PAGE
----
Maybe your prospective client is busy, or maybe the project in question has been pushed back; maybe that’s why they haven’t been in touch with you—but this is not made clear in the emails. Instead, they just hint that they’ll get back to you. Don’t jump to conclusions; you might miss out on future contracts as well. I’ve had this experience in my early days, and I’ve lost contracts because of my impulsive nature. Reread emails patiently and ask for clarification if you need it.
Always plan your week’s work ahead of time, and schedule tasks according to priority. Let’s say you get rejected for one of the contracts that you were waiting to hear about, and you start wondering why? and how? and thinking I wish I could have done things different. Then, before you realize it, you end up getting rejected for something else because while you were sulking, you missed a deadline. My point is, don’t dwell on what’s lost.
I strongly advise you, contrary to the common practice of freelancers, to get up early and avoid staying up late at night to work. You need to be in the best of health, and if you don’t follow a schedule or organize yourself, you’ll likely be irritable and sensitive to problems like rejection. Get enough sleep and stick to a healthy diet—unless you’re running out of time for a project, at which point you might need to loosen up. Be social and spend sufficient time with your family as well; it’s all part of a balanced and peaceful life.
If you don’t have goals, you’re not doing yourself any favors. Setting and focusing on long-term goals gives you immense strength. Do what you want in your own way, and you’ll build convictions and expertise. The day you achieve what you’ve been striving for, you’ll be proud—and all your stories of rejection will take a back seat.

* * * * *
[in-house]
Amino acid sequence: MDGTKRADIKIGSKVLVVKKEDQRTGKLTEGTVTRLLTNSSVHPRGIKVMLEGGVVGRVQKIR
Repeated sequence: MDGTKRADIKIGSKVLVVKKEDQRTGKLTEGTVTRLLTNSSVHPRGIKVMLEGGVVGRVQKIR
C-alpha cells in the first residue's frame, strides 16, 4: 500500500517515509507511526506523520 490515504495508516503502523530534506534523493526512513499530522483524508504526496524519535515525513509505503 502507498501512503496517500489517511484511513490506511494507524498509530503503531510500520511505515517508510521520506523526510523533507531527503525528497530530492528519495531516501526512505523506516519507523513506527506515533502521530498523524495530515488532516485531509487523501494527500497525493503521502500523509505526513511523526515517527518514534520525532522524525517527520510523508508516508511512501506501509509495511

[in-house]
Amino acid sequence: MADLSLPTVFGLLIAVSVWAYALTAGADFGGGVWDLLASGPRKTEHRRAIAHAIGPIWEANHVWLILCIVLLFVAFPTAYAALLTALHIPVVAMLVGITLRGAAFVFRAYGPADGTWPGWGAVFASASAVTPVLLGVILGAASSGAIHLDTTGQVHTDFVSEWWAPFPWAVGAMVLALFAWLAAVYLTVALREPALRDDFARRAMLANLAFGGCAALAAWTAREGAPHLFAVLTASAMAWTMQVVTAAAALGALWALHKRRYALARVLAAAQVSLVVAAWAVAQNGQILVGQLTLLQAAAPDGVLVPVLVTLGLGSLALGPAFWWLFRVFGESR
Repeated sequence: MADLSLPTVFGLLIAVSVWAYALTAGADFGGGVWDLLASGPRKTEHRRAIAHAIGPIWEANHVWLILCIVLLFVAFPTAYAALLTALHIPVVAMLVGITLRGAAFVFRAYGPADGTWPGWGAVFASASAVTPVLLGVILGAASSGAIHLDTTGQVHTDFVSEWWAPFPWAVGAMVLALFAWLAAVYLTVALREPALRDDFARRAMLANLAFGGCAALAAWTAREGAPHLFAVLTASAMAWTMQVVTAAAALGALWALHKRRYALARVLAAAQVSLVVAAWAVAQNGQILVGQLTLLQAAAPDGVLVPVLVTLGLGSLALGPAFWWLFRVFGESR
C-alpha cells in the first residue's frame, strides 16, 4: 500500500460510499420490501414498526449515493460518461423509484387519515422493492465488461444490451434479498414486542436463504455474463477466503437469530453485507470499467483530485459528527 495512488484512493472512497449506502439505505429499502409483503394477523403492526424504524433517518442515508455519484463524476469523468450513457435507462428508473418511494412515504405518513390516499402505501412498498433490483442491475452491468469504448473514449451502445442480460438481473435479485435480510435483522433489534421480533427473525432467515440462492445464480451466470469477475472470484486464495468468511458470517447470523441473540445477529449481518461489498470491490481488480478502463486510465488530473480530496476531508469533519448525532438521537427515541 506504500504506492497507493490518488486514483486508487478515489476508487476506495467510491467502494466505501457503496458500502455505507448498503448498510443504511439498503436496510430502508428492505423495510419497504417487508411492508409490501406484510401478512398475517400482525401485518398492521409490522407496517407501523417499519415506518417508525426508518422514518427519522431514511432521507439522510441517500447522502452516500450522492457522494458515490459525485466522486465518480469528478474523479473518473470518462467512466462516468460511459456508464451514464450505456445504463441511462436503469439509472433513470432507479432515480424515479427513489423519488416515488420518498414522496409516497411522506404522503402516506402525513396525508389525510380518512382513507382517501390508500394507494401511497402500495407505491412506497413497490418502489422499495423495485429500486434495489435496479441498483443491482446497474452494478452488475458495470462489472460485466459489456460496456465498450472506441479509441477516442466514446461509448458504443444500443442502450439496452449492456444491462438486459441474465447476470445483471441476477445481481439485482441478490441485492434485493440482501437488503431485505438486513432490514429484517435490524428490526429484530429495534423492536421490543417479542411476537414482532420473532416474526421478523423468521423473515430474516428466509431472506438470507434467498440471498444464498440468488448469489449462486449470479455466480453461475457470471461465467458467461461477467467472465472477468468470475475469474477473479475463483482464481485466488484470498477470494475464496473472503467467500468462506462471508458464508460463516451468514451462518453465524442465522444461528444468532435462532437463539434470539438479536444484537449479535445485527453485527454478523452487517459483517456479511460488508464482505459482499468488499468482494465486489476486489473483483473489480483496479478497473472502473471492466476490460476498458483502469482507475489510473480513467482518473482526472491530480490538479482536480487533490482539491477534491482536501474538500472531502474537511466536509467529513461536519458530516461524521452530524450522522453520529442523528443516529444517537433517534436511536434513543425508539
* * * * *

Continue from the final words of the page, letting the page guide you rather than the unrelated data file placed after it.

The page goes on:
I’m not afraid to say that I love myself; it extends to everything I do, and I can’t imagine how I’d deal with life if I didn’t. What I’m trying to say is that not appreciating yourself or having low self-esteem can affect your professional life. Don’t let rejection affect your self-esteem. Appreciate your capabilities; don’t fall prey to phantom worries and the perceptions of others.
Most people enjoy working with others who are easygoing and personable. Don’t overreact to anything, even when beaten out by a competitor. Life gives more than one chance—and so might the client in their upcoming projects. Be humble and poised, and don’t miss any opportunity to make an impression on prospective clients.
Never stop learning. Every experience adds to your personality and prepares you for the future. Be honest with yourself and analyze whether the rejection had to do with a skill you lacked. Make a point of gaining that skill; don’t let a deficiency get in your way twice. Even if you had all the necessary skills for a project, rejection still gives you experience to draw on later.
I’ll sum up the entire discussion with a brief statement: no matter how successful you are as a freelancer, you are bound to encounter your share of rejection.
Hopefully you’ll take away something useful from this article. Feel free to add your valuable thoughts and experiences to the comments section.